You mean that this is an arithmetical exercise in 'survival of the
fittest' journals that has nothing to do with the qualitative view of your
patrons .... the use by a research department is no more valued than the
use by an undergraduate, or a visitor.

<<A "scientific" study of usage would probably use some other method to
<<assure a given level of reliability.

<< Our methodology was scrutinized by some very annoyed mathematicians and
<< physicists (annoyed because their journals were slated for cancellation).
<< They were itching to find deficiencies in the method.  They came back
<< apologetic and said they found no methodological problem. (The method
<< was devised by a Ph.D. scientist in the first place.)

The faults I find are in the social and behavioral aspects of the design
which incorrectly assume use by uncooperative patrons, as noted above, and
in the unashamed intent of the study to justify the cancelation of
subscriptions and the highhandedness of the administrators who simply hand
you marching orders. The Pitt study was devised by a number of PhDs. Its
use of circulation data to calculate in-house use and cost-effectiveness
was savaged by Robert M. Hayes (LIBRARY RESEARCH 3:215-260, 1981). Its
methodology was also severely criticized by Borkowski and MacLeod (LIBRARY
ACQUISITIONS: PRACTICE AND THEORY 3:125-151, 1979) and sharply questions
by Broadus (COLLECTION MANAGEMENT 5,1/2:27-41).

< As for reliability, we have checked our results against ILL requests
< over the past 8 years and so far have found no major errors.  A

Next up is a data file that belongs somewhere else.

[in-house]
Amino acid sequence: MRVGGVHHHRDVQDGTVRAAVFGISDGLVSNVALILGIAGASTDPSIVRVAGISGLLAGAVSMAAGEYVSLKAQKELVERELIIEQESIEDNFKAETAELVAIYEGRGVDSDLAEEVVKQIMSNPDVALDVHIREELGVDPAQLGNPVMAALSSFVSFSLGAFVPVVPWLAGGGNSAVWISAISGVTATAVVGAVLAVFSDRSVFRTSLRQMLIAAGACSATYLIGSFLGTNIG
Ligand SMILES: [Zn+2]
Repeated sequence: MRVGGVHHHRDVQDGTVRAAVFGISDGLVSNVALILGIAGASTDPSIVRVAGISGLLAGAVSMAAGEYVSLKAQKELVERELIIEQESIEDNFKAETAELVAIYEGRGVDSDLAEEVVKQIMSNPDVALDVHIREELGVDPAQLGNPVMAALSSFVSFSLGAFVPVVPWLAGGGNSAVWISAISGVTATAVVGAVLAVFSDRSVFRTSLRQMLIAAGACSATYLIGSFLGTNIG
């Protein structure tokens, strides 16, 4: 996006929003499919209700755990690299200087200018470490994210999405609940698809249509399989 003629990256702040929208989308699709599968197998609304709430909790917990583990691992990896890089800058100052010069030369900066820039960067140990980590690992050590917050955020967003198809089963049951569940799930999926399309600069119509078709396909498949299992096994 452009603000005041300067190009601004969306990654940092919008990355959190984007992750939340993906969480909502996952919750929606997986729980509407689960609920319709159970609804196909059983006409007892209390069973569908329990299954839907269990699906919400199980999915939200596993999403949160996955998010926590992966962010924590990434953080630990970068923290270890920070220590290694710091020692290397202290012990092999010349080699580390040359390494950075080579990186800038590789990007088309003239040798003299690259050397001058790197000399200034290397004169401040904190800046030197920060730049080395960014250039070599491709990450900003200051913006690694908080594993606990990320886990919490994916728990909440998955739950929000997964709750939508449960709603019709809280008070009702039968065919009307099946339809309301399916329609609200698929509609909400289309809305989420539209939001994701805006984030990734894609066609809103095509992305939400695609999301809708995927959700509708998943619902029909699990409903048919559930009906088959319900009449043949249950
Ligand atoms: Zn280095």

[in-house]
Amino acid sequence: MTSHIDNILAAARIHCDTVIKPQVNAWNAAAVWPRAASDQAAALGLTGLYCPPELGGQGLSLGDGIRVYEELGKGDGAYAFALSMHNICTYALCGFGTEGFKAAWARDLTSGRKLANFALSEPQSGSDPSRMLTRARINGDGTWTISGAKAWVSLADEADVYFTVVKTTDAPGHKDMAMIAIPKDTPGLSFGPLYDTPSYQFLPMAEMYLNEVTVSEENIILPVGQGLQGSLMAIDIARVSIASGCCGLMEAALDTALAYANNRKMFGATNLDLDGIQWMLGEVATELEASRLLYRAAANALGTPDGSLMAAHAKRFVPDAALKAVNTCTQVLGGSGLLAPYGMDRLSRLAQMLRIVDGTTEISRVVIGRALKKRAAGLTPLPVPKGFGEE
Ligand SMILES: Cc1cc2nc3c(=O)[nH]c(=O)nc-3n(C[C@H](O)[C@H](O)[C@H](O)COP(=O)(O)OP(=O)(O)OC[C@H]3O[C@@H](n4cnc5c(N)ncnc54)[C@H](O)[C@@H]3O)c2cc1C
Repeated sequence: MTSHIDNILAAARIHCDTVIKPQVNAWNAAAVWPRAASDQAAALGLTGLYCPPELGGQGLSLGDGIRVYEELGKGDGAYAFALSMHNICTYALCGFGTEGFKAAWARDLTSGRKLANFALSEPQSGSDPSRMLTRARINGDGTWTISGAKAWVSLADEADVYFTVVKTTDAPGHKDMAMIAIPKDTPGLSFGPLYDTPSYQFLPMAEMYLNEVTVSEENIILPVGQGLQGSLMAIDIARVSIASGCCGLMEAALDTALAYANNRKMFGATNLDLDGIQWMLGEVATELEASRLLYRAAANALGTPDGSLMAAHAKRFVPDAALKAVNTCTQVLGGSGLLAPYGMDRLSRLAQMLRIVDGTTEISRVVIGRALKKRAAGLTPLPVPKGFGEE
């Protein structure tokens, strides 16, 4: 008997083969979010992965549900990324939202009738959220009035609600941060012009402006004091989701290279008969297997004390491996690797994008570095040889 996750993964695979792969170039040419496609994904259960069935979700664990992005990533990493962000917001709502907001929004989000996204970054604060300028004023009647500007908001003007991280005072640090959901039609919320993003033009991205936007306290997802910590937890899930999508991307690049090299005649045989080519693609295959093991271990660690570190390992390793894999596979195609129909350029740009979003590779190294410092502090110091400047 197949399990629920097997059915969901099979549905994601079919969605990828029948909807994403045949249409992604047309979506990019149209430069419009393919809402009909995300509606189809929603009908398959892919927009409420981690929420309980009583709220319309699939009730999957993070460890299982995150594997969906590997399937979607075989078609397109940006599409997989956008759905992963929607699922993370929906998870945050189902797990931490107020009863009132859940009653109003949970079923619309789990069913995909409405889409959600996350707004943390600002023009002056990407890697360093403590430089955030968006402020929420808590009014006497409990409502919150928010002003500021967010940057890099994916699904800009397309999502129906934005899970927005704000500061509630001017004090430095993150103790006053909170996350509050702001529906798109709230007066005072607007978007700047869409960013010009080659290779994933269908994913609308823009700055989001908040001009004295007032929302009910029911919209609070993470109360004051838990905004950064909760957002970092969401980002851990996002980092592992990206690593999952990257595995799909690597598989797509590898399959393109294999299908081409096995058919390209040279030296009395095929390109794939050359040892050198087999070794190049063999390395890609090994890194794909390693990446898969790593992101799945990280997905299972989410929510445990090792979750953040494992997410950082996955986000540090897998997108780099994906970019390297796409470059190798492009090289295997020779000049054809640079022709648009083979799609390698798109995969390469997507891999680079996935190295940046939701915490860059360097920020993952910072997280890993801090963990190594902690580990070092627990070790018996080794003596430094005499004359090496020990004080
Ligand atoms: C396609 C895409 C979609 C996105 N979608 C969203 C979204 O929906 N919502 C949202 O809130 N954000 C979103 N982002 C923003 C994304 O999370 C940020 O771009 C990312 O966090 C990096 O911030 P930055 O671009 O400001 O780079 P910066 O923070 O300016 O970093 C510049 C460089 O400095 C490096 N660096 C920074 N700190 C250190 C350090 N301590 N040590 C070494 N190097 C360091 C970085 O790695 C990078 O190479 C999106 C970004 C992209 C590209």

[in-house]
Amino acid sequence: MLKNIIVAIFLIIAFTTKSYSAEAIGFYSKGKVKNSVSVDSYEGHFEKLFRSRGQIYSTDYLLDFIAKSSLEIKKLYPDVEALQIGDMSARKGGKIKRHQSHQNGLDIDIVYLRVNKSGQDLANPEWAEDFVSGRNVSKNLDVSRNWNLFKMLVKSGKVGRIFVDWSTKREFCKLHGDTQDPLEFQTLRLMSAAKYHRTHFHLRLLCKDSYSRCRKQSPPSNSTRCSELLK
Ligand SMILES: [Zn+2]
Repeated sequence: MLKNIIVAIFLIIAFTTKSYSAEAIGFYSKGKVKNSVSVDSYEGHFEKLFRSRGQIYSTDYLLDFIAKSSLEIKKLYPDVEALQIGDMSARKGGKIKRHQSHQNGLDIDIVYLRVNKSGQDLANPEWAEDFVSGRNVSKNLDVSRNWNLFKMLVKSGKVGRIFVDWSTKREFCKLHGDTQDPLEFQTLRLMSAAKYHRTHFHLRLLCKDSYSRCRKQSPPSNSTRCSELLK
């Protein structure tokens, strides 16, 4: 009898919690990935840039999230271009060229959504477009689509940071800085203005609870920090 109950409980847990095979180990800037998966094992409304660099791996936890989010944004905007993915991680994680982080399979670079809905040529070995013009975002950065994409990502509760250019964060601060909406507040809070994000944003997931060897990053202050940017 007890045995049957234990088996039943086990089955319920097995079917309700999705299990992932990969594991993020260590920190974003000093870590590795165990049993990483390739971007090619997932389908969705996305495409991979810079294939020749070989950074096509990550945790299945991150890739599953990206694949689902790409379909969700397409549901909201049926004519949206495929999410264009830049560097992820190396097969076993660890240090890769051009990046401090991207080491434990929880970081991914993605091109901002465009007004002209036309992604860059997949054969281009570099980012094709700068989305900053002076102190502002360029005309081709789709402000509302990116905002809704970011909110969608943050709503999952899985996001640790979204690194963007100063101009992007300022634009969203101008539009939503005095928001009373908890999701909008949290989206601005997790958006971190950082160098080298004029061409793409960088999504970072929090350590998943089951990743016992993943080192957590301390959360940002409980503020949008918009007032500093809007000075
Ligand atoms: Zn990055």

< recent collection evaluation based on a recent citation analysis in
< chemical instrument analysis offered an interesting confirmation that
< our cancellations (based on our use studies) have indeed targetted the low
< use titles and spared the high use titles.

< I would agree that no estimate of usage will ever be "scientifically
< accurate" - this sort of human behaviour is too difficult to analyse
< with total precision. This is why our method was based on "estimates"
< which then rank the journals in sequence. A better question, in my
< opinion, is what is a library's best approach to getting reliable
< information?  As far as I know, no better method has yet appeared in the
< library literature.

Tony Stankus has recommended talking, personally, to each faculty member
and negotiating each journal of interest that might be canceled.


< Publishers are not overjoyed to have libraries judge their journals
< by the actual use they receive.  Publishers' focus on "quality" has
< included paper and printing quality, binding quality, and quality
< of an editorial board.  They have not, however, concentrated on
< the "usability" or relevance of the information they publish.  I
< sympathize with them, since this is a difficult thing to identify
< and promote.  None the less, I get the impression that publishers
< have focussed more on getting more _quantity_ (more articles, more
< issues) rather than on keeping costs down by publishing articles
< which the readership really wants to see.  Thus, their journals
< are swollen with articles that will never be read, and the costs
< of this system have spiralled out of sight.  There is little that
< libraries can do in this environment than observe user behaviour
< and act accordingly,

Never mind publishers. My question is do you sympathize with researchers,
students and faculty? Does your library collection enable or limit their
opportunities? Do the members of your university have a say in how the
budget is drawn?

As for publications that are 'never read' I would encourage you to read
the recent article debunking myths about journal use by Carol Tenopir and
Donald W. King (LIBRARY JOURNAL March 15, 1996:32-35).

Increases in the volume of publications are generated by increased
research expenditures, not by publishers. Why haven't library expenditures
kept pace with research spending??

Thanks for responding to my comments.